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Have you seen the movie, "Roger Rabbit"? Does Sarah not look like a "'Toon"? I mean, just look at those eyes!

I adopted Sarah in the wake of the deaths of two of my dogs and one of my horses (all unrelated causes) within the course of a few months. The only remaining canine, Pearl, an aged lab, had become very sedentary after the other dogs passed, and I felt it important for her to have a canine companion to bring her back into life. So I adopted Sarah ... and it was a mistake. Don't misunderstand. I love Sarah, and I'm very glad she's a member of our family, but it was far too soon for me to try to extend my heart to another animal after the great losses I'd suffered. I brought Sarah into my family, but I never let her into my heart.

It didn't stop Sarah from attaching herself to me from our first moment together. This poor girl had been locked in a wretched pen in a filthy "humane shelter" for months. When I arrived at the "shelter", the din of the dogs begging for human contact, for food, for water, for exercise, for deliverance from their confinement in their own waste, for relief from the fleas, ear mites, and other assorted ailments from which they were clearly suffering, was deafening. I could barely stand to walk through that horrendous building myself. I couldn't imagine what it must do to an animal to have to endure such a prison for months.

I walked down the row of pens several times, far too distracted by the misery surrounding me as well as the deadening sadness of my own recent losses to be able to make a rational choice. There was nothing joyful or loving here, only desperation. And the most desperate of all was Sarah. Each time I passed her enclosure, she would spring into the air repeatedly with all four legs off the ground (yet another of her rabbit-like qualities). So unrelenting and dramatic was her plea for salvation, I finally opened the pen and rescued her from that horrid place.

After a trip to the vet, Sarah and I arrived home. So overwhelmed was she with the reality of her new found freedom, she couldn't stop moving. She must have run from one end of the thirty-acre open area of the farm to the other hundreds of times over the course of those first couple weeks. It was difficult to coax her inside the house, though. The idea of entering any sort of enclosure seemed to make her very uncomfortable (gee, can't imagine why). But she didn't want to be left alone, either, and eventually, reluctantly followed me through the door. She stayed as close to me as possible, and for weeks, I couldn't so much as tap my toe on the floor or pick up a magazine without Sarah springing to her feet for fear of my getting away.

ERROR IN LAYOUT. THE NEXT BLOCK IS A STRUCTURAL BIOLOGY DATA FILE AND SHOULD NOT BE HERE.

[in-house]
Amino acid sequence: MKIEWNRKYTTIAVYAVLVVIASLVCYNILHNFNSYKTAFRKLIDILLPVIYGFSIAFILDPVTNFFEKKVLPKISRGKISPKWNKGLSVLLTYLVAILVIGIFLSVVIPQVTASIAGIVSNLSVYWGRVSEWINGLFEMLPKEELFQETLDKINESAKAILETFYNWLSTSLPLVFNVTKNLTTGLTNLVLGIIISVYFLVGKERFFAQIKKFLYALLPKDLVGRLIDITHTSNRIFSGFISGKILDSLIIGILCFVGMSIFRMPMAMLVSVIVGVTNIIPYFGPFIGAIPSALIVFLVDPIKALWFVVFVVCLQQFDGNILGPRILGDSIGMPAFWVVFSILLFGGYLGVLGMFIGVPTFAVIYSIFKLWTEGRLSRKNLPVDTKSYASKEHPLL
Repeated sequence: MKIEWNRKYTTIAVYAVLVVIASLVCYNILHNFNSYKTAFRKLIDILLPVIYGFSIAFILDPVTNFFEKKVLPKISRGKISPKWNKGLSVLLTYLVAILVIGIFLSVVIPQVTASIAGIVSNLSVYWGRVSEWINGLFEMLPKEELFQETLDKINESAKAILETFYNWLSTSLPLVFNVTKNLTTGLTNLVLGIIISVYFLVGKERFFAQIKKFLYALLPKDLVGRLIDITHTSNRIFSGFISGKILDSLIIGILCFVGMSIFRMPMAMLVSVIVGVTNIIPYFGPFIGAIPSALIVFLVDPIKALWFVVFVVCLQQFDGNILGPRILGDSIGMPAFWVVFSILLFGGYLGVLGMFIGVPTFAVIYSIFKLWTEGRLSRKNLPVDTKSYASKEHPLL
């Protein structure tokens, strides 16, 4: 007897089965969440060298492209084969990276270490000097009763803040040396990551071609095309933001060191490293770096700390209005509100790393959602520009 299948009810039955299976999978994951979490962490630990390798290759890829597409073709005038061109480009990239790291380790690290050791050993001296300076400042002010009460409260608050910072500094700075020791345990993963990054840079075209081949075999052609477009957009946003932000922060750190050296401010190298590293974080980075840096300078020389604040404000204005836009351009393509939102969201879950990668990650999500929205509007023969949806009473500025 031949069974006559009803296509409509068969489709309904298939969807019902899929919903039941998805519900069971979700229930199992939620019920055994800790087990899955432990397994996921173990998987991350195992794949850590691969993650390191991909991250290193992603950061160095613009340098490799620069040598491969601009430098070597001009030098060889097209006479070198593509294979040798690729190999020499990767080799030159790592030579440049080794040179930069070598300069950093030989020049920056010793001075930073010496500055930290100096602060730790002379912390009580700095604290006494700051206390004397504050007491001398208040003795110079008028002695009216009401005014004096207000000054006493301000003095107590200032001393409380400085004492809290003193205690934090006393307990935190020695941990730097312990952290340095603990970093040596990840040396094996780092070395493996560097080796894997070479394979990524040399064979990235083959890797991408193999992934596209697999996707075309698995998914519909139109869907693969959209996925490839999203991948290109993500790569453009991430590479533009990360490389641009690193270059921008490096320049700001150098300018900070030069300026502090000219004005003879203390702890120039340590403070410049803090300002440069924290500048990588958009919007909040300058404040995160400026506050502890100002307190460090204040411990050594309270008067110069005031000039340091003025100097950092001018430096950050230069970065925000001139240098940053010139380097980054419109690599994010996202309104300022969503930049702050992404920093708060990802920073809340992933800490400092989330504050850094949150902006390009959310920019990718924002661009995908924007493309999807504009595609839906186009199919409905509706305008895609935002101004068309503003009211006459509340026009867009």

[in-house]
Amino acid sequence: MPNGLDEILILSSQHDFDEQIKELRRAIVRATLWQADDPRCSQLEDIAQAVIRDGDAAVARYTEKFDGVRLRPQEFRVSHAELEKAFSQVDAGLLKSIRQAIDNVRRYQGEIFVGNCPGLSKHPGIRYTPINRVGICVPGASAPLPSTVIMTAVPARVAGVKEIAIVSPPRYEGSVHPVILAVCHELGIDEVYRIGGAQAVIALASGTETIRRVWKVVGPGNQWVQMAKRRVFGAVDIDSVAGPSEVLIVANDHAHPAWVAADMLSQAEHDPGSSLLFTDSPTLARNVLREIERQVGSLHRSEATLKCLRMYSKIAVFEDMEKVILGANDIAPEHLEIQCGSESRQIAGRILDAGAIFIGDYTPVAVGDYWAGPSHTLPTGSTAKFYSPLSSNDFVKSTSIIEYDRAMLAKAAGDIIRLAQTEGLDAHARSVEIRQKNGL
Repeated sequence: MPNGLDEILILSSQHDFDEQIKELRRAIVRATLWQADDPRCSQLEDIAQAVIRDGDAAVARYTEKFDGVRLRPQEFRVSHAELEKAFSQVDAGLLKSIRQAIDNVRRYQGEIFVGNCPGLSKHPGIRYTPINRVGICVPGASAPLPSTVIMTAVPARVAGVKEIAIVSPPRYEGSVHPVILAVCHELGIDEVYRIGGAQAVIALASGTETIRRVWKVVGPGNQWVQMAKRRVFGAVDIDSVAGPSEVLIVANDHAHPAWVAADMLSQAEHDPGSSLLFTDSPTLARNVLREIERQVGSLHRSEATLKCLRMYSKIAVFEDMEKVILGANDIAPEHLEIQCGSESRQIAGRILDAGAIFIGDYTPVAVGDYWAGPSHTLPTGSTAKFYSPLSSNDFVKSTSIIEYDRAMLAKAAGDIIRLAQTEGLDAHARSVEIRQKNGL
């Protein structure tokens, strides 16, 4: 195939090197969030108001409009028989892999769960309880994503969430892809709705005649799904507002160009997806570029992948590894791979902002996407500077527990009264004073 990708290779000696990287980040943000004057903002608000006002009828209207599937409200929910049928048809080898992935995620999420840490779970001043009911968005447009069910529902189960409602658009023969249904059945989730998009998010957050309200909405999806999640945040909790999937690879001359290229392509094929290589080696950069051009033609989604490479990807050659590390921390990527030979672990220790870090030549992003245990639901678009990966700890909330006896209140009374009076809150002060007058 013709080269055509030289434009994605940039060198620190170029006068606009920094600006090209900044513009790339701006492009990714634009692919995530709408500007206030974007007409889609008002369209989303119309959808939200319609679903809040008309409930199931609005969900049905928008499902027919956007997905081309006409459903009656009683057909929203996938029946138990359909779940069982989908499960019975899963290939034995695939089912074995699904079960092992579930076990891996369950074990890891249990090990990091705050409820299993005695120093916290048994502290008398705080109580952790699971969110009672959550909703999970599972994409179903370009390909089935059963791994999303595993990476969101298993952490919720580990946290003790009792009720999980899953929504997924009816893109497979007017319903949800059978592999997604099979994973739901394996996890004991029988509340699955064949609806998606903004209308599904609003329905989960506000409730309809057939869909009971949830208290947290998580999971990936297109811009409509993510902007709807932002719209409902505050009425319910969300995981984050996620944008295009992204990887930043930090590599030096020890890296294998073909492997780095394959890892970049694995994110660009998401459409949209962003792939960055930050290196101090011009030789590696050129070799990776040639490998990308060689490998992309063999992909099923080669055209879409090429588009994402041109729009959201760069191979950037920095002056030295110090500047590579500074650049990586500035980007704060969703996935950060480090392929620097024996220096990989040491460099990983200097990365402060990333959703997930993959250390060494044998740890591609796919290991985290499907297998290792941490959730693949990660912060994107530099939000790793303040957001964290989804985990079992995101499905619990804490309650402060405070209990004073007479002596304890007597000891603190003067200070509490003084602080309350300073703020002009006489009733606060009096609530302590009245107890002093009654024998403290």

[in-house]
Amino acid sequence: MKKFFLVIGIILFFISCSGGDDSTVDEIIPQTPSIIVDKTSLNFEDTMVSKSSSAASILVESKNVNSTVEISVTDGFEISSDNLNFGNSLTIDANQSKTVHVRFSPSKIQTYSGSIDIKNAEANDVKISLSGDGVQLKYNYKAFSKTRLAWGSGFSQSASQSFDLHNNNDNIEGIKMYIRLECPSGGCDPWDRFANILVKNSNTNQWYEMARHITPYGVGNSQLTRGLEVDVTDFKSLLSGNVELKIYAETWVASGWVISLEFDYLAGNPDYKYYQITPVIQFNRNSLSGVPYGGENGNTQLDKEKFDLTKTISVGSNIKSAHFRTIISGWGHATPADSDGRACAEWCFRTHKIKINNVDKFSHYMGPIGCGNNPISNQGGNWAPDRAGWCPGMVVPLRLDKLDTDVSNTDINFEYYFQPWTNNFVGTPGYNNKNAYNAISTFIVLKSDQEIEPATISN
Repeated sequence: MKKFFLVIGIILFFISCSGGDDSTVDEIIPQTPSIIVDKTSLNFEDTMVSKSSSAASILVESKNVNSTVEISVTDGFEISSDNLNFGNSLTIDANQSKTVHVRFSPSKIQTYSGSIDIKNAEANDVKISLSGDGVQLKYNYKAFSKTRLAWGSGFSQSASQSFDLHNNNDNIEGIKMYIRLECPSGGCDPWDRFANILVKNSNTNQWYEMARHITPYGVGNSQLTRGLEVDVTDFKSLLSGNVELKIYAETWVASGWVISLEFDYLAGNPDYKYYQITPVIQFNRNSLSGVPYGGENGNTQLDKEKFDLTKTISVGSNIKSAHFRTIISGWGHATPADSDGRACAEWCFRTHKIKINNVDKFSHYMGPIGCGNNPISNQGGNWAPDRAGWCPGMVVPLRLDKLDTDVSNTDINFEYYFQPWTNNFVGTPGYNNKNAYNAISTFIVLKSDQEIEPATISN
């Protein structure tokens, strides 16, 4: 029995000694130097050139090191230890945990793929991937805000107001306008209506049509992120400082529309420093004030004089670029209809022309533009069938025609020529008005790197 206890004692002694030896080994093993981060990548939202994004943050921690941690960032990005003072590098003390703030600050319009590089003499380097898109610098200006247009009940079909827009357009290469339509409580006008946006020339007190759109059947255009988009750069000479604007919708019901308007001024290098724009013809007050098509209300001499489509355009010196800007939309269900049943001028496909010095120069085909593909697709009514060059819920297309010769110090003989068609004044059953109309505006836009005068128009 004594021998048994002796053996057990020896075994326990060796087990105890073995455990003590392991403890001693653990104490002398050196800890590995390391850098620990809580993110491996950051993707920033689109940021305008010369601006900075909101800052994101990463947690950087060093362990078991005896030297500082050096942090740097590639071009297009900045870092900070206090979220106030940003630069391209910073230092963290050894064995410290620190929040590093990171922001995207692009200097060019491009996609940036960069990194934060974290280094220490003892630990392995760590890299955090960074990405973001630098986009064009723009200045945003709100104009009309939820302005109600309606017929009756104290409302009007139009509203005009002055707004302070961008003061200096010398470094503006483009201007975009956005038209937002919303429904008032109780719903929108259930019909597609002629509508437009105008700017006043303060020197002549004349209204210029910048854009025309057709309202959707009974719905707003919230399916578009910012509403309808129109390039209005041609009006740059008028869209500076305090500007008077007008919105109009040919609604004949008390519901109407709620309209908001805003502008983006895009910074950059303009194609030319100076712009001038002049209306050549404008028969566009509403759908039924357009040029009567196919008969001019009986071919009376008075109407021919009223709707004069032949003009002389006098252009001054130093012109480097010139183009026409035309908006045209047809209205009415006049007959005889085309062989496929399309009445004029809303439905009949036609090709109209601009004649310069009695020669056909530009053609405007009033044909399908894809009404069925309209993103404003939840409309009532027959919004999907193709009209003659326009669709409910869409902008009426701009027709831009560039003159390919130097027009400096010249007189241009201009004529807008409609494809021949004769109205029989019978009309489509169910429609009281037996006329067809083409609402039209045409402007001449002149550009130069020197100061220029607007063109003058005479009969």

But for all her time spent under my feet in the house, when outside, Sarah worked her magic on old Pearl. Unfortunately, the magic worked so well, Pearl started taking Sarah out on nature walks in the woods surrounding the farm. It was from one such walk that the old lab never returned. I searched and searched but never found her. She had been in congestive heart failure for some time, and I'm sure she happily walked right out of her earthly body that day.

Over the years, three more canine kids have joined the family, and Sarah has graciously accepted each one. Unfortunately, she has never been allowed the pleasure of close relationships with the other dogs, or, in fact, with anyone else. Moonie sees to that. Though Sarah showed tremendous kindness to Moonie when we brought her home as a small puppy, Moonie has never been anything but nasty and intolerant toward Sarah since reaching adulthood. Anytime poor, oppressed Sarah tries to play with one of the other dogs or seek affection from Joe or myself, Moonie will instantly drive her away with ferocious growls and body slams. Sarah's only carefree moments are those during which Moonie is occupied elsewhere.

Sarah and the Moon Puppy

Sarah and The Moon Puppy

Perhaps due to the circumstances of her life prior to landing at the "shelter", or perhaps due to her prolonged incarceration in that facility, and certainly made no better by her treatment at the fangs of the Moondog, Sarah is a very skittish animal. She loves people and makes every attempt to do as she's told, but her nerves fail her often. Everything she does is frantic. She will attempt to run in and out of the house everytime the door opens (a near-constant occurrence around here), whether she wants to or not. She tends to sleep lightly and moves away from any animal, canine or feline, who gets too close. She craves love and attention, but accepts it anxiously with uncontrollable licking and occasional nervous yelps.

In the odd event that Moonie is off her guard, Sarah may enjoy a bit of play. Her preferred game with me is foot-attack. I'll tap my feet on the floor, and she'll repeatedly pounce and nip at them. Joe, however, is often favored with Sarah's butt-dance. This is a most interesting activity in which Sarah backs up to Joe's leg or the chair in which he's sitting and repeatedly bounces her rump up and down against it. Only rarely will she honor me with this particular ritual, and neither Joe nor I have the slightest idea what it means.

True, Sarah could easily be the poster-dog for "How to Live With a Neurotic Dog", but we wouldn't give her up for the world. She has a wonderfully kind heart and an unending need for our love and understanding. She takes her commitment to us very seriously and is always the first to chase monsters from our farm. We would be lost without our 'Toon Dog to keep us safe.

Sarah passed away on January 26, 2002, at the approximate age of 18. She had suffered from Canine Cognitive Disorder for a year or more - a very difficult disease for a dog as innately timid as Sarah. Her unquestioning devotion to our family helped build the bonds that continue to strengthen us today.

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